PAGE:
• One computer once - the new Mac Pro - invalidates a consistent history of timely product releases? I think not. Nor is it central to the discussion above: Apple has announced no delays. Apple has never announced a delay for an iPhone. Apple has always shipped the iPhone within their expected shipping window. Even in 2011, they made certain it was widely known that that launch window was switching to fall. Yet every year, we get stories of the iPhone being delayed. I attempt to defend those stories by saying that using bleeding edge parts inevitably leads to concerns over shortages, but such concerns have only ever manifested themselves in availability, never in delays. If I communicated that poorly in the article, my apologies, but nothing in your response seems to address anything I actually said, in this universe or one in which I'm a clown made of candy. :)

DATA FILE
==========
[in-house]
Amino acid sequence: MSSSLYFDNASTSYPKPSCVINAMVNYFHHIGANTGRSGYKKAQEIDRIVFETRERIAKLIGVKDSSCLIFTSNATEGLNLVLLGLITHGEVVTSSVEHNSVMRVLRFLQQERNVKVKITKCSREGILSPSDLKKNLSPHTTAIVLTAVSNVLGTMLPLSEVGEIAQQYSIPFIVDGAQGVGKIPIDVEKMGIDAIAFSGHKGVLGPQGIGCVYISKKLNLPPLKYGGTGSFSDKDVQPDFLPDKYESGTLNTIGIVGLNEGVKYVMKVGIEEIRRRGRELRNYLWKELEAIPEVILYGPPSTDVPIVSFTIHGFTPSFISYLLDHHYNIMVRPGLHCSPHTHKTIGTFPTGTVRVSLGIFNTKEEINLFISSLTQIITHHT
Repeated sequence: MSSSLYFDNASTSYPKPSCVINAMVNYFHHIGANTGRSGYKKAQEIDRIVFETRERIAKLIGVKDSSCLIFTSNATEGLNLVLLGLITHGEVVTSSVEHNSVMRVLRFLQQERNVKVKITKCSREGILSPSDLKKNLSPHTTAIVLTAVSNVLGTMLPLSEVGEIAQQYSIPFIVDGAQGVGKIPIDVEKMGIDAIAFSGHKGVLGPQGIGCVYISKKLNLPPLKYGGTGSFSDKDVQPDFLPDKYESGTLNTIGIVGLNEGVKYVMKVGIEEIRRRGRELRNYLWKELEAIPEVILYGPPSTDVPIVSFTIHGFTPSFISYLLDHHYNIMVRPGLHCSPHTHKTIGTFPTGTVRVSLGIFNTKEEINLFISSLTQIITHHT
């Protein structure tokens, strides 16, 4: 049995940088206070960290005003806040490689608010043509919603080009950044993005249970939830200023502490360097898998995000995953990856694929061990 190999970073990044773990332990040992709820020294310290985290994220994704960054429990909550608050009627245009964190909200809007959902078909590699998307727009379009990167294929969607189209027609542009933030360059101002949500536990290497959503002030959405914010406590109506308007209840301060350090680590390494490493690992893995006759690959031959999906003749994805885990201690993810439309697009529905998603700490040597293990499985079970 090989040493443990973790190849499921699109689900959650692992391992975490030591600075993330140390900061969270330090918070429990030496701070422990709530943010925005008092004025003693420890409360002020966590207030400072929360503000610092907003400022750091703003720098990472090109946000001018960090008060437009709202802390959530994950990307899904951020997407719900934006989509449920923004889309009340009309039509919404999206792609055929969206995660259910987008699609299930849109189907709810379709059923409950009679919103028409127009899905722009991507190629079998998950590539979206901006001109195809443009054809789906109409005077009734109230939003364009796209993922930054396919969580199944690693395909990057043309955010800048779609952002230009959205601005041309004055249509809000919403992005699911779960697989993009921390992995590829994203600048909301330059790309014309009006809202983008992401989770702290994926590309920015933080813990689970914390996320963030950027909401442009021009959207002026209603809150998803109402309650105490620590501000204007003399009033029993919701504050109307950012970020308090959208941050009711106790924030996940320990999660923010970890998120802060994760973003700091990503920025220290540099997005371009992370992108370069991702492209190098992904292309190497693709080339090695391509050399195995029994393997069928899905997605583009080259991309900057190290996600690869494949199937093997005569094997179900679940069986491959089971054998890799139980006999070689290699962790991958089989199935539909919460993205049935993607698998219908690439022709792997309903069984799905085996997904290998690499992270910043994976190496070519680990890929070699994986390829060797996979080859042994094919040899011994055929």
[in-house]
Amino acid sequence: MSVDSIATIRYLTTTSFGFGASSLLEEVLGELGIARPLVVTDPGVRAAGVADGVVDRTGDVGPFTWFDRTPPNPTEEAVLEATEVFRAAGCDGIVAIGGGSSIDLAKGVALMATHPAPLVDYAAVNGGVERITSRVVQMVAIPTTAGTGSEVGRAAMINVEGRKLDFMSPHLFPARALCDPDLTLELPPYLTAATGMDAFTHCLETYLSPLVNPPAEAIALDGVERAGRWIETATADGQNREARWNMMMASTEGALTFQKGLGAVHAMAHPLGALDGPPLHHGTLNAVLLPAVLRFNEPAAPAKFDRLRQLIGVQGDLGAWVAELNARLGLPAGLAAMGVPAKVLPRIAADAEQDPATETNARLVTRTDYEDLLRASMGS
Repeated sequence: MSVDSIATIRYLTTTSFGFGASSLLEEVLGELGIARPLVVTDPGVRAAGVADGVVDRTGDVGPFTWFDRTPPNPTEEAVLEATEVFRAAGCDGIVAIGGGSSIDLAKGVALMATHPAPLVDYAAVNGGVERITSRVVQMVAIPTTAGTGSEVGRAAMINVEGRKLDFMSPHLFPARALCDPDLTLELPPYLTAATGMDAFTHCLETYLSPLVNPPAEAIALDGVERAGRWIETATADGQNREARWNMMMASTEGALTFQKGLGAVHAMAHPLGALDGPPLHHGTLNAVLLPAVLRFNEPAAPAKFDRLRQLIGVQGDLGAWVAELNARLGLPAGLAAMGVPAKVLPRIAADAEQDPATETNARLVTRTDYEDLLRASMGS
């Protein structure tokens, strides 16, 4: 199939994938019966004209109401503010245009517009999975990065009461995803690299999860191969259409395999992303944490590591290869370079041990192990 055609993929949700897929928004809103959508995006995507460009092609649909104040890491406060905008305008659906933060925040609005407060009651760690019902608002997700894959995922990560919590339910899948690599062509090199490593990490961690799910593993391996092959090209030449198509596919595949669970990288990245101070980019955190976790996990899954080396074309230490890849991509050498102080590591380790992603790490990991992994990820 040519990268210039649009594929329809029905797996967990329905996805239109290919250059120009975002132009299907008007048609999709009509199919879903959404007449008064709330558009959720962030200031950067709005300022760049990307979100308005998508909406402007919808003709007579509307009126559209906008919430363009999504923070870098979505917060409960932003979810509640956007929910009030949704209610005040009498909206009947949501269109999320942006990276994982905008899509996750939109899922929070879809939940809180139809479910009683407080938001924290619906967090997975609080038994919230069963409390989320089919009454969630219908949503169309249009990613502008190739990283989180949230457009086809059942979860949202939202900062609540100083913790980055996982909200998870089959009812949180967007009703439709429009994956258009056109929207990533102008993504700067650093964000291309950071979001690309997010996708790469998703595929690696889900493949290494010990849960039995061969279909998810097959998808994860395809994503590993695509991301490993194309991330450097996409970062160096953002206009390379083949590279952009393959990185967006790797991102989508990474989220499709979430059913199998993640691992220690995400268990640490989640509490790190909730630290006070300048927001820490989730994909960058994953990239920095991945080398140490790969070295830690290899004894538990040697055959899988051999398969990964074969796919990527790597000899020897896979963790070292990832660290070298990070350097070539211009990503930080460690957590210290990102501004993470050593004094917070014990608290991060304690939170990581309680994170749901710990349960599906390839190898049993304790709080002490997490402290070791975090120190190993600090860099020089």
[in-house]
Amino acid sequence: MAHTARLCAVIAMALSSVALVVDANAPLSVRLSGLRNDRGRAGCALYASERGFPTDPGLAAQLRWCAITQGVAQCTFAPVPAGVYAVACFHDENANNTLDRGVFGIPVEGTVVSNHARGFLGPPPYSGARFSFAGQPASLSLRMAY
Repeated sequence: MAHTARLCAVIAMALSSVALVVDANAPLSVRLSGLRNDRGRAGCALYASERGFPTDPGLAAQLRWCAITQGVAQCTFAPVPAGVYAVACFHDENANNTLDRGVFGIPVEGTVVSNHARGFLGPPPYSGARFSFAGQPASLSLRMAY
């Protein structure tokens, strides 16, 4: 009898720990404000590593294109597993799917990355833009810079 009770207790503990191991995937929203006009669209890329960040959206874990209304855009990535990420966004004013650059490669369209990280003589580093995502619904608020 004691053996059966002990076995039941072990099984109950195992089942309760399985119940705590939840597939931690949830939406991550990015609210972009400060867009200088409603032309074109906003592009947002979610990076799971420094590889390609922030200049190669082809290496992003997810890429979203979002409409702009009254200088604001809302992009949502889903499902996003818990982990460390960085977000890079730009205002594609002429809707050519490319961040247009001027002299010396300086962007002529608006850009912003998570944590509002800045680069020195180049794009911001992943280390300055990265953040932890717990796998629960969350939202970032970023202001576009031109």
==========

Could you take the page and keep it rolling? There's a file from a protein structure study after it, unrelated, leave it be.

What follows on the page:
• Touché! Nice job, Rene!
  • An iPhone is never late. Not is it early. It arrives precisely when it means to!
  • Expect it when you see it.
  • I agree Rene. How in the hell can a product that was never announced as shipping by a certain date be delayed? You have said it before, that it may not be ready for release by when Apple wants it internally, but I say good for them for not over promising and under delivering to us, the consumer. Hell, as a business owner myself, I want everything done yesterday, but it ain't happening! Not to roll RIM under the bus but if anyone wants a textbook case of delayed, I present to you the PlayBook and BB10.
  • Someone always has to throw out a fanboy comment. How boring and cliché.
  • Someone always has to throw out a trollish comment. How boring and cliché (sic).